Mainframe & RACF: Security in the Time of Dinosaurs


In the 1950s, computing made its way into the business world. The data processing capabilities delivered by mainframe computers couldn’t be matched. Today, we will delve into the security systems of these computers, particularly focusing on RACF.

Beginning in the mid 1970’s, “Historical Background Resource Access Control Facility” (RACF) emerged on the MVS operating system provided by IBM with its mainframe computers. RACF is responsible for ensuring security and control over operations performed within the system. It is based on three principles:

  • User Identification and Verification
  • Authorization for Resource Access
  • Logging and Reporting of Access Activities

Despite its age, this system has evolved alongside IBM’s hardware and operating systems. Even today, after nearly 50 years of service, it continues to ensure security for modern z/OS systems, which are the 64-bit descendants of MVS.

How Does It Work? 

The RACF system provides the necessary tools to manage user access to critical resources. RACF stores information about users, resources, and access permissions in special structures called “profiles” within its database. It refers to these profiles when deciding which users should be allowed to access protected system resources. RACF, to aid in safeguarding critical resources, enables:

  • Identification and authentication of users
  • Authorization of users to access protected resources
  • Logging and reporting of unauthorized access attempts to protected resources
  • Control over means of resource access
Exporting and auditing 

The principle is to treat each piece of data as a record, and the attributes change based on the type of record. There are three categories that group these record types:

  • Groups
  • Users
  • Resources

Well-known record types include, for example, “0100 – Group basic data” or “0200 – User basic data.” In an RACF extraction, you will find all the records in a single file, with the first four characters identifying the record type. Each type is also well defined. Each attribute is defined within a character range. For example, with type 0200:

  • Characters 6 to 13: User login
  • Characters 50 to 53: Account status (Revoked)
And Identity and Access Governance (IAG) in All of This?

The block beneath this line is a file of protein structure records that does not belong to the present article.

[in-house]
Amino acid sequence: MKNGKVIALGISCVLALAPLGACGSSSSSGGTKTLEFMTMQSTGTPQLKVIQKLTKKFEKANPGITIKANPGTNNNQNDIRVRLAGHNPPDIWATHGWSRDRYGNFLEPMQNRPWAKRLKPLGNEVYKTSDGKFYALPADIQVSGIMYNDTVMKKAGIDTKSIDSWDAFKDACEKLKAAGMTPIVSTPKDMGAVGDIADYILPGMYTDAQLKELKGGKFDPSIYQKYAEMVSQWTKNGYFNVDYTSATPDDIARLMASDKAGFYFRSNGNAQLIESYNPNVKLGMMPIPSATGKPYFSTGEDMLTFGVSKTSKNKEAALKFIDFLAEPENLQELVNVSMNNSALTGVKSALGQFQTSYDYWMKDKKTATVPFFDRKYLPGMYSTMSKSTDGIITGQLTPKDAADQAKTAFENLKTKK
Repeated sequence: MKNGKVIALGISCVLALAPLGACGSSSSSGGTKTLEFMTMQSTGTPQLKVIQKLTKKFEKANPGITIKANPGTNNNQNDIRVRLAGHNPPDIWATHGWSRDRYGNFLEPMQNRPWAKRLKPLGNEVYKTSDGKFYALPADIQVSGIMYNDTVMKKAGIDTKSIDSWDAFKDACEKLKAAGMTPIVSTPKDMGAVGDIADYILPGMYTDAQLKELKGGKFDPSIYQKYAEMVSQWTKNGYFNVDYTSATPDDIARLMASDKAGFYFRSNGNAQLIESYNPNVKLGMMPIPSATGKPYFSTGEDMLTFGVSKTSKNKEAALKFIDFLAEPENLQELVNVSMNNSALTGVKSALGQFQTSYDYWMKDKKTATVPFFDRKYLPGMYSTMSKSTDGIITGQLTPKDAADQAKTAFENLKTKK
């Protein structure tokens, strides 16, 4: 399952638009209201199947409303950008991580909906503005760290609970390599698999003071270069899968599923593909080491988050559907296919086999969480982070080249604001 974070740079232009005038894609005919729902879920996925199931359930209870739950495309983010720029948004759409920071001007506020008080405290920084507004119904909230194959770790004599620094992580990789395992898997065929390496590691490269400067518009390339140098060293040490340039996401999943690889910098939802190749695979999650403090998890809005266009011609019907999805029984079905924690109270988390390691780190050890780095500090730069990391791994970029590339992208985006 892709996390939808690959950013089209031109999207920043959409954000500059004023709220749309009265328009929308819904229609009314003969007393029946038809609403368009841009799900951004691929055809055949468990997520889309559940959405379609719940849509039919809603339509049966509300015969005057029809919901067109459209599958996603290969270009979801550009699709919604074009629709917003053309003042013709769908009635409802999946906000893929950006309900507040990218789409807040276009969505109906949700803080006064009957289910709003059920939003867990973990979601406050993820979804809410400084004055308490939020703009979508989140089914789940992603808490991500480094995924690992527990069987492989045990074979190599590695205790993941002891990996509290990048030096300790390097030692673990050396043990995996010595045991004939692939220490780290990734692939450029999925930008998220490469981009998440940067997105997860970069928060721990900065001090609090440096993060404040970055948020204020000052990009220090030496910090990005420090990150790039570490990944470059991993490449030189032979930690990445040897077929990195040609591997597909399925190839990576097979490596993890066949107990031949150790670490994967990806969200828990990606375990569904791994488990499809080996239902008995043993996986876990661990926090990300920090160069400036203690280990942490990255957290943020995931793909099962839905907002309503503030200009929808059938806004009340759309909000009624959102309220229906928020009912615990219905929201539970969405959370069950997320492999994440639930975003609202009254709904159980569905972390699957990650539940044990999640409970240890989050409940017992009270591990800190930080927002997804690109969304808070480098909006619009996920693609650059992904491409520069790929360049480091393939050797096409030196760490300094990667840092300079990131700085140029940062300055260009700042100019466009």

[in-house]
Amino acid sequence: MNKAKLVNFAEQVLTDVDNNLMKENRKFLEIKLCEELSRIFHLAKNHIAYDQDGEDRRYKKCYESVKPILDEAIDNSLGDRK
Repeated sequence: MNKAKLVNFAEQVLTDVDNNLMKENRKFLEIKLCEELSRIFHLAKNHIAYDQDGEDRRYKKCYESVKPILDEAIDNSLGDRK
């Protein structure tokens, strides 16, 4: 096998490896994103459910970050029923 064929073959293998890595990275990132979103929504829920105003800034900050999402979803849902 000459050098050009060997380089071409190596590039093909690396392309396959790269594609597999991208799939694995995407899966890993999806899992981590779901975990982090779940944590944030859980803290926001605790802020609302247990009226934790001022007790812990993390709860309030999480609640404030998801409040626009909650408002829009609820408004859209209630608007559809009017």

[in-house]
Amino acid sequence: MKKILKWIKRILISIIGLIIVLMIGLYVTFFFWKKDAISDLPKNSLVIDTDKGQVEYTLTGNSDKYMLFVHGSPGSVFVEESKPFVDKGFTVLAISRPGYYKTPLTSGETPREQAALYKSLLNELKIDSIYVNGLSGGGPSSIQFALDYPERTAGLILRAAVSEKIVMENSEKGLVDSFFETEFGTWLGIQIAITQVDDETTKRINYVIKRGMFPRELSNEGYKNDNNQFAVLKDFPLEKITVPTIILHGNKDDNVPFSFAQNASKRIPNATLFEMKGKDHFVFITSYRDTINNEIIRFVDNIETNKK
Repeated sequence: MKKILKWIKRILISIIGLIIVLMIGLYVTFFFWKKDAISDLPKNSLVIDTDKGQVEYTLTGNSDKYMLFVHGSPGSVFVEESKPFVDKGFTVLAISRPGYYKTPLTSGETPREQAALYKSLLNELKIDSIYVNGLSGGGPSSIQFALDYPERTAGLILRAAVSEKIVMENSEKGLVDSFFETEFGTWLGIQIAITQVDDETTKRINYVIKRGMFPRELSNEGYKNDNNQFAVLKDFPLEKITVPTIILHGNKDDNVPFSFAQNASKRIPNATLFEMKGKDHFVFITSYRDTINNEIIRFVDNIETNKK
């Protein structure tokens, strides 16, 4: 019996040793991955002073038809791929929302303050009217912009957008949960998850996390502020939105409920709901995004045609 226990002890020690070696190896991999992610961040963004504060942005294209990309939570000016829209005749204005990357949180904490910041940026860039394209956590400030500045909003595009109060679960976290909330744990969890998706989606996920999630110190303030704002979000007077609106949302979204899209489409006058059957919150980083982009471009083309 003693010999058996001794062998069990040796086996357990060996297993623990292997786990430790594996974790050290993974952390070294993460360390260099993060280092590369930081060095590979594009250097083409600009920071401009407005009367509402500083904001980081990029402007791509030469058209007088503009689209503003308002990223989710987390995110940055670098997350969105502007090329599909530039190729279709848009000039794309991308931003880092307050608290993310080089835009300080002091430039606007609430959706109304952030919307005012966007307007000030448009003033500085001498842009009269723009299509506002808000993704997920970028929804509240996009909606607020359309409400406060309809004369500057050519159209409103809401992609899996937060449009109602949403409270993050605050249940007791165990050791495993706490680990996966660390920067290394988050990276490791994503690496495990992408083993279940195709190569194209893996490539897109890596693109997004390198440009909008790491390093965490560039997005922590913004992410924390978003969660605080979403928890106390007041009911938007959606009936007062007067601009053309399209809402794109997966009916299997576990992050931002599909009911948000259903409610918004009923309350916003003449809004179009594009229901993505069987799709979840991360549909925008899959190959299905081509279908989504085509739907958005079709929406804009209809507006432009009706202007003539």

Despite the age of many IBM mainframe computers, they are still prevalent, especially in the IT systems of banks, insurance companies and other financial services firms. Reviewing RACF accounts is therefore a significant aspect of their identity and access governance.

WALLIX Kleverware is capable of auditing and analyzing these “dinosaurs,” identifying anomalies, and enabling data recertification. The first step in the process is to present RACF records in a more readable format, without requiring reviewers to browse through 20 pages of documentation to determine if the SPECIAL attribute is assigned to an account.  As we saw in the previous section, RACF extractions are formatted based on the RECORD type. Once the type is identified, the data can be transformed into a more readable form, such as Excel or CSV (for the more adventurous.) Only records relevant to account reviews are retained. Based on experience, here is the list of attributes that WALLIX Kleverware systematically audits for its clients:

Record Type 0100: “Group Basic Data” This type defines basic information associated with a group. One record corresponds to one group.

Record Type 0101: “Group Subgroups” This type defines relationships between different groups. One record corresponds to a relationship between two groups.

Record Type 0200: “User Basic Data” This type defines basic information associated with a user. One record corresponds to one user.

Record Type 0203: “Group Subgroups” This type defines relationships between users and groups. One record corresponds to a relationship between a user and a group.

In addition to these pieces of information, WALLIX Kleverware IAG integrates the necessary data for the client’s review. For this purpose, other types of records can also be extracted, such as record 0205 “User Connect” for information related to TSO, for example. Once the necessary information is extracted and transformed, it can be presented to the reviewers through the application and integrated with the rest of the IT system that has been modeled to establish the legitimacy of users, groups, and access associated with RACF.